Skip to main content
ARS Home » Midwest Area » Peoria, Illinois » National Center for Agricultural Utilization Research » Plant Polymer Research » Research » Publications at this Location » Publication #140218


item Hojilla-Evangelista, Milagros - Mila
item Johnson, Lawrence

Submitted to: Cereal Chemistry
Publication Type: Peer Reviewed Journal
Publication Acceptance Date: 4/21/2003
Publication Date: 11/1/2003

Interpretive Summary: The Sequential Extraction Process (SEP) is a promising new approach to fractionating corn for ethanol production. SEP produces value-added co-products like corn oil and protein products, potentially making ethanol production more economical. SEP appears to be well-suited for high-oil corn (HOC) hybrids. HOC is preferred over normal dent corn in livestock feed because its greater oil content imparts higher energy value to the feed. HOC also has higher protein content and better protein quality. Other possible uses of HOC have not been widely adopted because of processing problems associated with the high oil content. Such problems are not likely to become major factors in SEP. In fact, we anticipate that HOC will be a better starting material for SEP than normal dent corn because it would produce greater oil yields for the same amount of extracting solvent (ethanol) and better-quality protein products. We, therefore, evaluated the performance of HOC in SEP and compared the yields and properties of HOC co-products with those of normal soft dent corn (SDC). SEP extracted more than 90% of the oil from both HOC and SDC, but, as expected, the oil yield of HOC was almost double that of SDC. Crude oil from HOC had better color (less red) and lower estimated refining loss than SDC oil. Zein, which is used in film-coating and fiber-spinning industries, was recovered from HOC in reasonable yield and quality. The glutelin-rich protein fractions (GRF), extracted by using a mixture of ethanol and dilute alkali, from both HOC and SDC had very high protein purity (90% protein content), which classifies the GRF as protein isolates. HOC GRF protein isolate had functional properties that were similar to those observed in SDC GRF. The high solubility in water at pH 7 (found in most food systems), good foaming and emulsifying properties, and excellent heat stability of corn GRF are traits that are highly desired by the food industry. When SEP is used to fractionate HOC, oil and value-added protein products such as zein and GRF isolate can be produced in addition to ethanol, thus making ethanol production more cost-effective.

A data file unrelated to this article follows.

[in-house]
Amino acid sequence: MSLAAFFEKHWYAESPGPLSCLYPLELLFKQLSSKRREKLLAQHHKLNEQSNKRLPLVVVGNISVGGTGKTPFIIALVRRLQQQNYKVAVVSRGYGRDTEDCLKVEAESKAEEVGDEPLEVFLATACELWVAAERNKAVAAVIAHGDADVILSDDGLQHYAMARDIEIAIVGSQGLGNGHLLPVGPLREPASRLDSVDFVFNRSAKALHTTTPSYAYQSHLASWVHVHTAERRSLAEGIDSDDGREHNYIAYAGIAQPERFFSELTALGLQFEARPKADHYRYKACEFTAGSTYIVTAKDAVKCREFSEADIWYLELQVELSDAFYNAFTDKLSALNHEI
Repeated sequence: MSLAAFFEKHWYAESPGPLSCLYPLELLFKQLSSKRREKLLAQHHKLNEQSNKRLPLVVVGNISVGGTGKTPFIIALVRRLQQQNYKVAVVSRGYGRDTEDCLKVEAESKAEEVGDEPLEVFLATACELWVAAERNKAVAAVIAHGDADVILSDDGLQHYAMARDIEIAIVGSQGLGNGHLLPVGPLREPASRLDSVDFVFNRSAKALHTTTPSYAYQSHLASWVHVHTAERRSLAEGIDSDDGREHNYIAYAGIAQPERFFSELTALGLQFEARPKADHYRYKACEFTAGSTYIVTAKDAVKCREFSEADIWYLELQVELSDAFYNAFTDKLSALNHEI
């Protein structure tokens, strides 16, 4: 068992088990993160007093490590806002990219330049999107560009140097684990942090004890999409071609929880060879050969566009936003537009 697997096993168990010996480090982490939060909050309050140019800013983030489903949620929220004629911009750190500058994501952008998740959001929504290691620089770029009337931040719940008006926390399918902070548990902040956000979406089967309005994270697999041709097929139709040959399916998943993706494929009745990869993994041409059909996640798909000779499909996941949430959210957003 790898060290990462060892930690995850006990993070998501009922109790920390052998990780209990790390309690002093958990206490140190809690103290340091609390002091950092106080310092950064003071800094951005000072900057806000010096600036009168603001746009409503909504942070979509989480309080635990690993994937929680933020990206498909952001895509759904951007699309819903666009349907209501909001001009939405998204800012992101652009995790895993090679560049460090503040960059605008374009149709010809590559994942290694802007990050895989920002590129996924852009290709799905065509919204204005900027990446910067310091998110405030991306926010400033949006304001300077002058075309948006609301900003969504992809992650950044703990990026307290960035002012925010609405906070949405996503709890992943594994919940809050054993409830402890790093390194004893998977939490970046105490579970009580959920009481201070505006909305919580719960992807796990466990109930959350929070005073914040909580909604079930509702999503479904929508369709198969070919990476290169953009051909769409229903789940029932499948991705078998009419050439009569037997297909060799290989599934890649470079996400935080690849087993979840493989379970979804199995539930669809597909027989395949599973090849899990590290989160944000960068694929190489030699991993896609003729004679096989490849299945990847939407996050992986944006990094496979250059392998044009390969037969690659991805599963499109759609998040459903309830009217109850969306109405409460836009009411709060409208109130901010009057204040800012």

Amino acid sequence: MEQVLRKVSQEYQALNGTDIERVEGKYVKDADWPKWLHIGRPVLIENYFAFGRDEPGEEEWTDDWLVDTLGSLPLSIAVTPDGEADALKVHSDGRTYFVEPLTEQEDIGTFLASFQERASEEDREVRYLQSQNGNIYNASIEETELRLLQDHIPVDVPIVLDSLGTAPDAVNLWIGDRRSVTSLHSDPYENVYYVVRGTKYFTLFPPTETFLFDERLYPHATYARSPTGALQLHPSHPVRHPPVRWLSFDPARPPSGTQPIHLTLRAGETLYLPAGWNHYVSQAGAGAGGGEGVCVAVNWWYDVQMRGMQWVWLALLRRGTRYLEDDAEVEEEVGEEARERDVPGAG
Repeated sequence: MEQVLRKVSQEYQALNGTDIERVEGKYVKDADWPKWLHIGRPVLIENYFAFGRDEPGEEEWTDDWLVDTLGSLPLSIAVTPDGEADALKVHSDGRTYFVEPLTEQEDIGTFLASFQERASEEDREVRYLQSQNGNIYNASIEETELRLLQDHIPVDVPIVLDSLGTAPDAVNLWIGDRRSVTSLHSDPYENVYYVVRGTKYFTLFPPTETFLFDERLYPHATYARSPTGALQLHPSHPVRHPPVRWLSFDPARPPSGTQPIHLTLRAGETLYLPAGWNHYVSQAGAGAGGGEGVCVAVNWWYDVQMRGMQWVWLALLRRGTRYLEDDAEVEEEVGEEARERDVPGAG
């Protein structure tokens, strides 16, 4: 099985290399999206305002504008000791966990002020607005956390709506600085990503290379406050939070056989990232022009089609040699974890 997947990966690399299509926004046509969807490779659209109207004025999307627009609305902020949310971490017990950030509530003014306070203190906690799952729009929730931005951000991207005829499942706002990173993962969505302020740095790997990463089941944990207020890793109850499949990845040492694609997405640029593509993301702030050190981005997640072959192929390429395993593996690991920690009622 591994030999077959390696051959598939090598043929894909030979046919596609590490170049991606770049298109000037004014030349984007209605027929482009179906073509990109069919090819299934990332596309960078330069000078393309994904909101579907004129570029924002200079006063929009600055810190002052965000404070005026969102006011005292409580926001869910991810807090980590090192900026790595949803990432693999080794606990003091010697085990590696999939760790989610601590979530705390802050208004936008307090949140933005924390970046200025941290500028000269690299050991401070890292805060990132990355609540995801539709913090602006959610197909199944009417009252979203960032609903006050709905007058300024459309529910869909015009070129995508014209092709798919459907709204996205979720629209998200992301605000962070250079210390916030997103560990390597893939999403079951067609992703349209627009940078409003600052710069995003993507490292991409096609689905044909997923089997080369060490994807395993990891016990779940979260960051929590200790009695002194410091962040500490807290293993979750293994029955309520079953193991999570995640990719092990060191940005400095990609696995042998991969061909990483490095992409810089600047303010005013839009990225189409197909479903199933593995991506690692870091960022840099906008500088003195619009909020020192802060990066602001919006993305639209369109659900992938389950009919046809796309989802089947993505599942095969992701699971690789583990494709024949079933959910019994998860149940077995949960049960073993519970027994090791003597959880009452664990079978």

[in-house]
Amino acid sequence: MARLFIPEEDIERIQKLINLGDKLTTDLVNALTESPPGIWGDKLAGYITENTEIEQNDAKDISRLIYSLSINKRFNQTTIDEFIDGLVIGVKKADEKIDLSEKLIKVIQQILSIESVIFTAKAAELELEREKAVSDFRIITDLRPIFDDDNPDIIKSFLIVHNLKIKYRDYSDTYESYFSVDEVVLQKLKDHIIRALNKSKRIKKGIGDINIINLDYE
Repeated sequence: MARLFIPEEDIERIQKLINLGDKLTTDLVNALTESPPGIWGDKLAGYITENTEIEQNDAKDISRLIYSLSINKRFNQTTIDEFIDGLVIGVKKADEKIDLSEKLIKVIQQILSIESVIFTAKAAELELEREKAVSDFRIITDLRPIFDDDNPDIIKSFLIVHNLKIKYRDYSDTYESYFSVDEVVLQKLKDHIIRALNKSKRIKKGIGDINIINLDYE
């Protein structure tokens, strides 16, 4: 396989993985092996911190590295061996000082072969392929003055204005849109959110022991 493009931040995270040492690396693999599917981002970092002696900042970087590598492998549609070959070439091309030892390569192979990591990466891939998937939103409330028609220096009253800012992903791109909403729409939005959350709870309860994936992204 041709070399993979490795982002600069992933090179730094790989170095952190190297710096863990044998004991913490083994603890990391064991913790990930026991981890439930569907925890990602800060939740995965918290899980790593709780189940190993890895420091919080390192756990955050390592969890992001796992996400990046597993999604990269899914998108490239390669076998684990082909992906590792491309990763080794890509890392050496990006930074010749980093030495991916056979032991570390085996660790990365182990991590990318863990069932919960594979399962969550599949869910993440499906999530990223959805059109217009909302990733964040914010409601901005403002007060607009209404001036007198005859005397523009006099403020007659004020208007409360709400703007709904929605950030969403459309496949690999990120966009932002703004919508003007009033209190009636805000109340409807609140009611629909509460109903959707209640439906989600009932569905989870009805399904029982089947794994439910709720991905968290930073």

Technical Abstract: The Sequential Extraction Process (SEP), a process that uses ethanol to fractionate corn, was evaluated as an approach to recover oil and other co-products from high-oil corn (HOC). Oil and protein recoveries, ethanol-drying capability, and oil and protein properties were compared with those of normal soft dent corn (SDC). Moisture adsorption capacities (ca. 24 g water/kg corn) and oil recoveries (>95%) were nearly identical for both corn types, however, oil yield from HOC (7.1 g oil/100 g corn) was nearly double that of SDC (4.3 g oil/100 g corn). HOC crude oil was less red and contained less free fatty acids and phosphatides than did SDC oil. HOC zein contained higher crude protein content (86% dry basis, db) than did SDC zein (79%, db). The freeze-dried glutelin-rich fractions from both types of corn contained 90% (db) crude protein, which classified the protein extracts as protein isolates. SEP protein isolates had >85% protein solubilities in water at pH>7. Both protein isolates from HOC and SDC were heat-stable, had good emulsifying capacities, and produced highly stable emulsions. They also had substantial foaming capacities, but HOC protein isolate foam was significantly more stable than was the SDC protein isolate foam. SEP is a suitable process for recovering oil and protein products from HOC corn and HOC is a preferred feedstock to SDC.